In the ‘lfuser’ element (replace the file paths/names by the ones you want to use):

	INFLOW HYDROGRAPH (OPTIONAL)                                          
	<textvar name="InflowPoints"                                       
	OPTIONAL: nominal map with locations of (measured)                    
	inflow hydrographs [cu m / s]                                       
	<textvar name="QInTS"                                              
	OPTIONAL: observed or simulated input hydrographs as                  
	time series [cu m / s]                                              
	Note that identifiers in time series correspond to                    
	InflowPoints map (also optional)                                      

4) Activate the inflow hydrograph option by adding the following line to the ‘lfoptions’ element:

	<setoption name="inflow" choice="1" />

Now you are ready to run the model with the inflow hydrograph.

Substituting subcatchments with measured inflow hydrographs

One of the most common uses of the inflow hydrograph option is this: suppose we have a catchment where we only want to simulate the downstream part. If measured time series of discharge are available for the upstream catchment(s), we can use these to represent the inflow into the more downstream part. The Figure below shows an example, where we have measured discharge of subcatchment A (just before it enters the main river).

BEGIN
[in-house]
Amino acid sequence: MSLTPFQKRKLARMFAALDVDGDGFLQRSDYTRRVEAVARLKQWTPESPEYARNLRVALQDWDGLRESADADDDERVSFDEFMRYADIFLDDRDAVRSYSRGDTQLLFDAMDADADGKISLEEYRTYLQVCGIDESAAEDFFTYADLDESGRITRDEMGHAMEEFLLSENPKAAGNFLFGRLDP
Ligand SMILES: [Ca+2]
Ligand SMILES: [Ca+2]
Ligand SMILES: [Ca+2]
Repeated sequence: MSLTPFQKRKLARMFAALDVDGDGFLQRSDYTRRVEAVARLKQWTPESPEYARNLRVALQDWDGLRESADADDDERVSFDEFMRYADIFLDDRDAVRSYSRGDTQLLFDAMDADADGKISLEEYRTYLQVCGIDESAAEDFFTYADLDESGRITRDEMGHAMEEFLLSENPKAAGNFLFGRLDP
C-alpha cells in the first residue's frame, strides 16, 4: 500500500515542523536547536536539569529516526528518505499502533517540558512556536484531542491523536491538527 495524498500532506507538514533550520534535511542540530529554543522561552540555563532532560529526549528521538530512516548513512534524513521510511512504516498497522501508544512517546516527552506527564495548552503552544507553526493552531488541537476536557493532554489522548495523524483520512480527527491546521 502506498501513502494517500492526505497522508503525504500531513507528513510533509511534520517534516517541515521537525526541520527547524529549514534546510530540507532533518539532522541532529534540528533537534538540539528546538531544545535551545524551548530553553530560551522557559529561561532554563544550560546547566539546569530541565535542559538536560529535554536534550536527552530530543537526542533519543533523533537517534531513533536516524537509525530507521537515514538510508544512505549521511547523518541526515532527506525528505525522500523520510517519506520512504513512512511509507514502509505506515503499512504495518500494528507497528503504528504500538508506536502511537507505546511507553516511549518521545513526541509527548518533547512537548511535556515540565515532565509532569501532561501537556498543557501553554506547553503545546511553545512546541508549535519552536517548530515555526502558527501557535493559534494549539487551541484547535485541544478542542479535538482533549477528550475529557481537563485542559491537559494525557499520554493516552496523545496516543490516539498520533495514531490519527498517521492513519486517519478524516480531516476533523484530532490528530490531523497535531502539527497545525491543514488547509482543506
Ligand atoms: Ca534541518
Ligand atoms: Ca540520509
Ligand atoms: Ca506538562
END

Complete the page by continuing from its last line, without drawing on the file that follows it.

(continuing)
inflow hydrograph

Figure: Using the inflow hydrograph using measured discharge of subcatchment A. MaskMap must have boolean(0) (or missing value) for subcatchment A, see text below for explanation.

In this case it is important to pay special attention to two issues:

1) Exclude subcatchments from MaskMap

First, make sure that subcatchment A is excluded (i.e. have boolean(0) or missing value) on LISFLOOD’s MaskMap (which defines which pixels are included in the calculations and which are not). If you include it, LISFLOOD will first simulate discharge coming out of subcatchment A, and then add the (measured) inflow on top of it! Of course this doesn’t make any sense, so always be careful which areas are included in your simulation and which are not.

2) Make sure your inflow points are where you need them

If you already have all gauge locations on a map, these mostly cannot be used directly as inflow hydrograph locations. The reason is simple: suppose –in our previous example– we know the outflow point of subcatchment A. This point is the most downstream point within that subcatchment. However, the flow out of subcatchment A is actually added to the main river one cell downstream! Also, if we exclude subcatchment A from our simulation (as explained in the foregoing), this means we also exclude the outflow point of that subcatchment. Because of this, inflow points into the main river are usually located one pixel downstream of the outflow points of the corresponding subcatchment. If you already have a (nominal) map of of your subcatchments, we have an utility that automatically calculates the corresponding out- and inflow points.